Robert Bluey

What’s so sad is that Bush should know from experience that rebates don’t work. A study of Bush’s 2001 tax rebates by the National Bureau of Economic Research revealed that just 22 percent of households receiving a rebate actually used it to purchase something. The rest decided to save it or use it to pay off debt. “The low spending rate implies that the tax rebate provided a very limited stimulus to aggregate demand,” concluded authors Matthew Shapiro and Joel Slemrod.

Another troubling component of the stimulus deal is the increased role government will now play in the mortgage market. Under the plan, Fannie Mae and Freddie Mac would have the authority to buy mortgages valued at up to $725,000, a figure well above the median home price in America.

Even some of the positive developments of the deal -- such as the tax cuts for businesses -- are tempered by the fact they are only temporary. Businesses will get a boost in the short term with the ability to deduct new investments from their tax liability. Negotiations should have gone a step further, however, by reducing taxes on capital gains and dividends. When Congress did that in 2003, it gave the economy a big boost.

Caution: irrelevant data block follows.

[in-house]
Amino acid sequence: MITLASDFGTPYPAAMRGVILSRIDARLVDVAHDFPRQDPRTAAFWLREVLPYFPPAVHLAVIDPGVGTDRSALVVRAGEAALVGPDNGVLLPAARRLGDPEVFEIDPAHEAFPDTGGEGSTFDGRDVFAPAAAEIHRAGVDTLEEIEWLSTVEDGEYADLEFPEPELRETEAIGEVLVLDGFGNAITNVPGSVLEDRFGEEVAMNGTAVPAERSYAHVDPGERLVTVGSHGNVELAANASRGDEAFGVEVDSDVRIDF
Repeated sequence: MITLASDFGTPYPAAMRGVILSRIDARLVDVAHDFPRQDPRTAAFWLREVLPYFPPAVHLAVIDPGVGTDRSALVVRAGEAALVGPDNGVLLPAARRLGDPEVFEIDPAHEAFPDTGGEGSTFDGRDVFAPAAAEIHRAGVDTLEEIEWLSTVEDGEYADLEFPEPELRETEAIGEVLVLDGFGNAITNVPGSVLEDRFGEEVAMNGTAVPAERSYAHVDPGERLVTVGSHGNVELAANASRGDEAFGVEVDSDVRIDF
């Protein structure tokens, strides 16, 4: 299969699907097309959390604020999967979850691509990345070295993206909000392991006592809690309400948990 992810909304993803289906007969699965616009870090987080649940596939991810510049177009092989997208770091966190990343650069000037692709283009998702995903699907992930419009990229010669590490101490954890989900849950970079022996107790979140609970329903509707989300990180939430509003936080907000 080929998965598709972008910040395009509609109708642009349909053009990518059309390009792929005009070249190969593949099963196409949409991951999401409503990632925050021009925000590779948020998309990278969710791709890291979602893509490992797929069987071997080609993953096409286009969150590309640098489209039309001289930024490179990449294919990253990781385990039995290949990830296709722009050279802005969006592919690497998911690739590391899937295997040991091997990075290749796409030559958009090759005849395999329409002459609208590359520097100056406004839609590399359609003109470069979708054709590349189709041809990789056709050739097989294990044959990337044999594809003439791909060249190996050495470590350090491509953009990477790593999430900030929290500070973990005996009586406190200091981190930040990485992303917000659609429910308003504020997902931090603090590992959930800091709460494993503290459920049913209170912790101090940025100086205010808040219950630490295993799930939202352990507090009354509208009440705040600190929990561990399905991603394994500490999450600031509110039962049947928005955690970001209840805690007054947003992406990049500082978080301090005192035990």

The best part of the deal is what’s not included -- at least not yet. Conservatives should be thankful Boehner held firm and convinced Pelosi to drop her demands for new government spending. There was no wasteful pork in the stimulus package, and negotiators wisely rejected additional spending on infrastructure and renewable energy.

Pelosi angered many in her own party when she stripped an extension of unemployment benefits and food stamps. Democrats in the Senate have vowed to include both in their version of the stimulus. Doing so would be a mistake. Heritage’s James Sherk and Patrick Tyrrell explain: “Extended unemployment insurance lengthens unemployment. It encourages workers to stay unemployed and companies to delay rehiring laid-off workers. Higher unemployment and fewer workers do not promote economic growth.”

There’s much work left to be done and even more uncertainty over how the deal might change once the Senate takes its turn. It’s unfortunate that conservatives once again find themselves on the defensive and in a badly compromised position, thanks to inept negotiating by the administration.

Robert Bluey

Robert B. Bluey is director of the Center for Media & Public Policy at The Heritage Foundation and maintains a blog at